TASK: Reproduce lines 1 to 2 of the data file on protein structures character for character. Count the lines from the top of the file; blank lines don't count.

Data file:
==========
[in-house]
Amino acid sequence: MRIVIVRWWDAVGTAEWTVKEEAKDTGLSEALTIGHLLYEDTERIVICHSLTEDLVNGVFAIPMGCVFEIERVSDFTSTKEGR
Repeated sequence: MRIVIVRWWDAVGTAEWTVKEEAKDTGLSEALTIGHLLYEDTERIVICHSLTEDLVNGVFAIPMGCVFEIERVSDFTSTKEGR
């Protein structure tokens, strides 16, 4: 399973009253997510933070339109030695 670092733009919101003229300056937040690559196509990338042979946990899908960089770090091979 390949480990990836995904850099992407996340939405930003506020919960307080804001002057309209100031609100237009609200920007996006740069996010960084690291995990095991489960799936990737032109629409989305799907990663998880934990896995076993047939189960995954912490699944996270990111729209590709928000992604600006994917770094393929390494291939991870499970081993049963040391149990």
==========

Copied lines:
[in-house]
Amino acid sequence: MRIVIVRWWDAVGTAEWTVKEEAKDTGLSEALTIGHLLYEDTERIVICHSLTEDLVNGVFAIPMGCVFEIERVSDFTSTKEGR